How to Create Buyer Personas and Why They’re Important for Branding (Now, More than Ever!)

If you’re involved in marketing in any capacity, you know that understanding your buyer is essential to making a sale. (It doesn’t matter how great your product or service is if you can’t motivate someone to buy it.)

Creating a Buyer Persona (or multiple Buyer Personas) is the best way to understand your customers’ intentions and connect with them in a meaningful way. A Buyer Persona is a fictional depiction of your ideal customer based on real data and market research from your existing customers.

If you’ve got a well-established brand strategy, and you think you’ve nailed the Buyer Persona concept, I challenge you to give it a second look. The year 2020 has turned the world upside down in terms of global economics and consumer priorities. The pain points of your customers a year ago could look very different today.

Read: Shifting Marketing Strategies During the COVID-19 Pandemic 

Much of the information useful in a Buyer Persona can be obtained from sales data. But some of it may have to be obtained via customer interviews, which should be a part of your regular research routine anyway. By interviewing customers and researching their buying patterns, you can predict what they want to see and cater specifically to that.

Insider Tip: If you’re looking for an easy way to find customers willing to be interviewed, look no further than your company’s Facebook page. Facebook now rewards your most active followers with “Top Fan” badges – these followers are usually more than happy to be interviewed.

Let’s re-evaluate and redefine your ideal customer. As you work through creating your Buyer Persona, you can use this fun tool from HubSpot to bring your persona to life: https://www.hubspot.com/make-my-persona.

To build your Buyer Persona, first consider the following data:

  • Demographic (age, education, socioeconomic status)
  • Shopping Habits (online or brick-and-morter)
  • Location (is he or she willing travel? How far?)
  • Job role / Description
  • Interest in Product/Service
  • Need for product
  • Challenges or frustrations as related to your product/service
  • Goals – What is he or she trying to accomplish as related to your product/service?

Take a look at this Buyer Persona for a fictional art glass company. As the marketing director for this art glass company, would could you glean from this Persona?

Buyer Persona Infographic

Some Ideas:

This customer is now shopping online – make sure your website is up-to-date with all products, pricing and specials.

This customer spends a lot of time on Facebook. Does your company have a Facebook page? Use this platform to post free tutorials, VIP specials and coupons. Consider geo-targeting advertising.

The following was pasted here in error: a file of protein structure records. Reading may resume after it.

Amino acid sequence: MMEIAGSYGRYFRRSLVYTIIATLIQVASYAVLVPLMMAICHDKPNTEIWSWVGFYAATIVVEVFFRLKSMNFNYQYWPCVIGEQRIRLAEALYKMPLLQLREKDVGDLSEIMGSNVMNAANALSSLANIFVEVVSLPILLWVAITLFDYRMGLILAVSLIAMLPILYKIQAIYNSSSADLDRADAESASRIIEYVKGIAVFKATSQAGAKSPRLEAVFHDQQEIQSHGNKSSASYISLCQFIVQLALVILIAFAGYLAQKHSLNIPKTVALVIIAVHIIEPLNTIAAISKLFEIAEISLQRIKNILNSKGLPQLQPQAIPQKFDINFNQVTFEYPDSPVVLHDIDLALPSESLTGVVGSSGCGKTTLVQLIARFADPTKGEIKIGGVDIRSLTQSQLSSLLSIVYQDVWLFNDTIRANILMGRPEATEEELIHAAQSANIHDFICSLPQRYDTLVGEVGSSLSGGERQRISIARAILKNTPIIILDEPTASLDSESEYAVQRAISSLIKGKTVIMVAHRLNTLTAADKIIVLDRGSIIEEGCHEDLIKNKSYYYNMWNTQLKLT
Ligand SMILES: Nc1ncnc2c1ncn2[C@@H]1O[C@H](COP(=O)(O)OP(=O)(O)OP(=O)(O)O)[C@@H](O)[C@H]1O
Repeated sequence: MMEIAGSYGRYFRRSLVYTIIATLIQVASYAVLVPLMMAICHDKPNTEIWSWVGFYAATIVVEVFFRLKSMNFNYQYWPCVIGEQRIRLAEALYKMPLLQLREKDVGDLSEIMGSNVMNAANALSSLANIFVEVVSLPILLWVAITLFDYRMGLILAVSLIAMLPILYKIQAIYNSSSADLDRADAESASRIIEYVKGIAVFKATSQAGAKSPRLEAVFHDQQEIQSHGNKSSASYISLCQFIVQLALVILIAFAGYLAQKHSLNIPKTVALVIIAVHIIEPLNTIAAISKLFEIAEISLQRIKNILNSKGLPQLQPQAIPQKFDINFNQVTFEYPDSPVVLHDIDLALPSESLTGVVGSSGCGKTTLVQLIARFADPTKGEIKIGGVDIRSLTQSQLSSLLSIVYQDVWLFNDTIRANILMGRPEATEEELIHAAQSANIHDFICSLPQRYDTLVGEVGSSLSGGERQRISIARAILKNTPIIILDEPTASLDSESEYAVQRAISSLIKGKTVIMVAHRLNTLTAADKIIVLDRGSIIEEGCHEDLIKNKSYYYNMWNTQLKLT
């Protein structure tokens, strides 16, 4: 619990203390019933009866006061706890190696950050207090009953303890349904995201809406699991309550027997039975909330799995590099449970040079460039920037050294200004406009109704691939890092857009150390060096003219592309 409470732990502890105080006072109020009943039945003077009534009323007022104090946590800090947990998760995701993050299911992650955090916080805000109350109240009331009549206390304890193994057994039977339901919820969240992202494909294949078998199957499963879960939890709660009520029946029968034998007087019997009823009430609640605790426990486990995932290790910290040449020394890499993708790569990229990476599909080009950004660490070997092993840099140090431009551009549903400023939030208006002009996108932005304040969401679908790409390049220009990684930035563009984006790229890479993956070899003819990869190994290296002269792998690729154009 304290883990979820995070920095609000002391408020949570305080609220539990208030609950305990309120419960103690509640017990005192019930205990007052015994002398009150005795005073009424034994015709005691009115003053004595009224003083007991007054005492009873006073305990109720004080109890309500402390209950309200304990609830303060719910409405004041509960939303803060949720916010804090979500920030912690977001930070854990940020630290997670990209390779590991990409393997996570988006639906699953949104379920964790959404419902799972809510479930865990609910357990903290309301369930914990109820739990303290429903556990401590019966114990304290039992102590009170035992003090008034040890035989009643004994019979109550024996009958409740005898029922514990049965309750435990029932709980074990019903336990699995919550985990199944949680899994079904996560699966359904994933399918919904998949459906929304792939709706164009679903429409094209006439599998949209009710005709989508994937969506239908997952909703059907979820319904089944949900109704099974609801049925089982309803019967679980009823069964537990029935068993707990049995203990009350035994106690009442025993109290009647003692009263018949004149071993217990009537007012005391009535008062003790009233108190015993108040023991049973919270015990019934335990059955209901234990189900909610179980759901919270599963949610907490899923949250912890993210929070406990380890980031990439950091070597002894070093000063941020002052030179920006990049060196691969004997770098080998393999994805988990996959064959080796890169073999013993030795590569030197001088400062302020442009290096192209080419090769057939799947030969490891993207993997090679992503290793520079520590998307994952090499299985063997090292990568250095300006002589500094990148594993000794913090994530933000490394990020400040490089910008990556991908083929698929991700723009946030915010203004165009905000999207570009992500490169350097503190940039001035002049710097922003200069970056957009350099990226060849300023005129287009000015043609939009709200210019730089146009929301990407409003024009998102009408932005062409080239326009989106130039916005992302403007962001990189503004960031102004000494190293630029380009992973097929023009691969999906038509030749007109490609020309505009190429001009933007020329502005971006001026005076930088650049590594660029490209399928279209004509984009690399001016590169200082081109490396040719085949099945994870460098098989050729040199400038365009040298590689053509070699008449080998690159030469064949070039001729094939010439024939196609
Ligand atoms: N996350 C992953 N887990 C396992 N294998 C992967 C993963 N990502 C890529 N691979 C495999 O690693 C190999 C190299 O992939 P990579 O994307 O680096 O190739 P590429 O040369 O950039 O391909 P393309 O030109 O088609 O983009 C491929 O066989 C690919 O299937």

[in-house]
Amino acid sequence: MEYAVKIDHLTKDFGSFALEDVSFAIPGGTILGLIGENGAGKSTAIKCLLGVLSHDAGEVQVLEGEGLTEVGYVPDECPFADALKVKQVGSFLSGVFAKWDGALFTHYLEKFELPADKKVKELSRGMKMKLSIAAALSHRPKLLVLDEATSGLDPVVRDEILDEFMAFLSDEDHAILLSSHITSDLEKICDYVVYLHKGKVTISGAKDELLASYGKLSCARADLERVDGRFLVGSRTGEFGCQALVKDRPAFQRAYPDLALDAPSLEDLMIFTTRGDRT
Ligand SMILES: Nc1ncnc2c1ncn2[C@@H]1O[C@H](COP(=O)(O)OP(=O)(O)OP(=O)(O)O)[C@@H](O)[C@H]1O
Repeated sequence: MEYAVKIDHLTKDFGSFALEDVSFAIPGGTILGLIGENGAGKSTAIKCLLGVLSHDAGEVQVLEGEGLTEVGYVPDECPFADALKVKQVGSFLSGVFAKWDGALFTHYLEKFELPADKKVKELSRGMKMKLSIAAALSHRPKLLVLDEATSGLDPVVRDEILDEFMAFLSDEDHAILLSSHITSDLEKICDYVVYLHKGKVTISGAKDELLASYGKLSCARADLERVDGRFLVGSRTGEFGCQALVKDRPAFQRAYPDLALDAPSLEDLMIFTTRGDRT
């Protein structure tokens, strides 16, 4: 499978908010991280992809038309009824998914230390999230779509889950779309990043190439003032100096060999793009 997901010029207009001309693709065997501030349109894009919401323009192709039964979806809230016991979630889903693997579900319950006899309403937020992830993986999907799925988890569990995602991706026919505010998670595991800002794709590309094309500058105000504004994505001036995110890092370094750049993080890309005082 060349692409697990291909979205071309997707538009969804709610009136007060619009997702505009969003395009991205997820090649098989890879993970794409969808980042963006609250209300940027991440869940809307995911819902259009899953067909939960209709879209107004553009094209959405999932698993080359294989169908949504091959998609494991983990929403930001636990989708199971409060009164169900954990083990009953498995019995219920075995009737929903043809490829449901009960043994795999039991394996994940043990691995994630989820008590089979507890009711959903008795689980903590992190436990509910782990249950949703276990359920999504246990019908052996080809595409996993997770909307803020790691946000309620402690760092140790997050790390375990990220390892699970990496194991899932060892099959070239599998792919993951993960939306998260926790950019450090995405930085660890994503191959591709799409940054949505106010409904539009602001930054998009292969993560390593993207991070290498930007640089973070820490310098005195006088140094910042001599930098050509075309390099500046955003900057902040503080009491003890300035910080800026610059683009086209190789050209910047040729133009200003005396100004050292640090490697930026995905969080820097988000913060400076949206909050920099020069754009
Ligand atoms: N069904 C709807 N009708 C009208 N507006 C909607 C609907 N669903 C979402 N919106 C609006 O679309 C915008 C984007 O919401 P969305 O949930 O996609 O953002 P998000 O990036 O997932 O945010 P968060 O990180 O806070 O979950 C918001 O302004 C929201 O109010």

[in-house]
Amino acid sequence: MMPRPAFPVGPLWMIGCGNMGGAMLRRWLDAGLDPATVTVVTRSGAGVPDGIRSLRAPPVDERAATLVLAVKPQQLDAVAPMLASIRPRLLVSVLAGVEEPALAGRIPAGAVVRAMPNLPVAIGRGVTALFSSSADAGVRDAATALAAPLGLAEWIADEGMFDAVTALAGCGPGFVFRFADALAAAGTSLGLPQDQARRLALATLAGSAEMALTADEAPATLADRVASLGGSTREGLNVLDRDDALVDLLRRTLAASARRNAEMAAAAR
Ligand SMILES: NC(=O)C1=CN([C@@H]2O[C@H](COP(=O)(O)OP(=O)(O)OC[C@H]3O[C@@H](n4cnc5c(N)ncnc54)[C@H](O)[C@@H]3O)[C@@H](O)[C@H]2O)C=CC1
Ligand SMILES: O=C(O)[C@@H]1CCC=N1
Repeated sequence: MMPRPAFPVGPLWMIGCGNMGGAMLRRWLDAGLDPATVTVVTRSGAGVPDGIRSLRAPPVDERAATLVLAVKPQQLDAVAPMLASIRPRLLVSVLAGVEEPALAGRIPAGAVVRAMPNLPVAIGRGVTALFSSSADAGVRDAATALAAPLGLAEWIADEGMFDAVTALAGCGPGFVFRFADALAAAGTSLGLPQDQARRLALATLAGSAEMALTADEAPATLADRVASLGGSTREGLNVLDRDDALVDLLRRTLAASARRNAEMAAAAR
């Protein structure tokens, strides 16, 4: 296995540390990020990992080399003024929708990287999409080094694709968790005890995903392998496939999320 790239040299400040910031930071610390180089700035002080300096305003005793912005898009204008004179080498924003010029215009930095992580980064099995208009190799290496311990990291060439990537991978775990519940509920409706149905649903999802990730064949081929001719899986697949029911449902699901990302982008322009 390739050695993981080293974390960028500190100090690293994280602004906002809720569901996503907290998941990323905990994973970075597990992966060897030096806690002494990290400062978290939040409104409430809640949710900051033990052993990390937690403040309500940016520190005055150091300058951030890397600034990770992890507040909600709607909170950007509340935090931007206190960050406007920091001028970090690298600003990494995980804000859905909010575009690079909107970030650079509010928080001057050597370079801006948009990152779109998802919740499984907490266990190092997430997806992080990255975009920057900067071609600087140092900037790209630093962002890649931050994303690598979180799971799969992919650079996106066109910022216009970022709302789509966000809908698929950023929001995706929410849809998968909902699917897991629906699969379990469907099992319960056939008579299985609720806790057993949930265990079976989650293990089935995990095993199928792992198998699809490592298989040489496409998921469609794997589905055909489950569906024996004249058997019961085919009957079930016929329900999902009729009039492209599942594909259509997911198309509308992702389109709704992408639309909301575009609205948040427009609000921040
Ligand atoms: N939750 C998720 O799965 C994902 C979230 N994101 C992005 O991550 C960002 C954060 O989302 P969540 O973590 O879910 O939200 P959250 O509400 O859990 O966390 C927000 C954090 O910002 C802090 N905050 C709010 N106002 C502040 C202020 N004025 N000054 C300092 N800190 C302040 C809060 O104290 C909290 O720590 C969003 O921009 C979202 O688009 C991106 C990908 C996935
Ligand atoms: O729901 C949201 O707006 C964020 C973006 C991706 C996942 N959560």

Read: 5 Key Elements for an Engaging Facebook Ad 

This customer has considerable disposable income, but little space. Consider promoting glass-storage solutions for small spaces and smaller kilns, along with one-off project-based glass kits.

This customer loves to cook! Consider finding a way to marry her two hobbies. Could you create a free project guide around an art glass platter or bowl that could double as a serving dish? Furthermore, is this a common shared hobby among your customers? Consider advertising in a cooking magazine or kitchen-supply catalog.

Personalize the Content

Use your Buyer Persona to personalize the content on your blog, in your e-newsletter and in your advertising. Your messaging should speak directly to your buyer in his or her current condition. In other words, the buyer needs to be able to understand and relate to the content. In the art glass example above, you wouldn’t want to use phrases or slang in your messaging that might be more appropriate for a younger audience.

If you have several different Buyer Personas for your company, consider dividing your marketing efforts into different categories based on these personas. For examples, instead of sending a standard email to everyone on your mailing list, you can segment the list by Buyer Persona and tailor your messaging accordingly.

Read: Improve Your Email Marketing Today For a Better ROI Tomorrow

Strategically Create new Products and Services

We now see face masks, shields, gloves and other protective gear gracing the walls of every clothing retailer in America. No one even considered buying or wearing a face mask before the spring of 2020 and now it’s an integral part of daily life. Companies are utilizing this pain point as a way to stay relevant in these difficult times.

Buyers are also purchasing more goods and services online as a result of quarantine. How can you leverage this to benefit your business? Could you develop a DIY kit that can easily be shipped? Can you hold a Live Sale on Facebook instead of in store? Can you offer free pickup and delivery?

Use Buyer Personas to more accurately predict if current products and services are still germane in these rapidly changing times, and how you can diversity your offerings to stay relevant.

About the Author: Jim Gibbs

Vice President of Sales & Marketing at The Dingley Press. Jim has been with Dingley since 2002 and lives in Maine near our Lisbon, Maine plant location.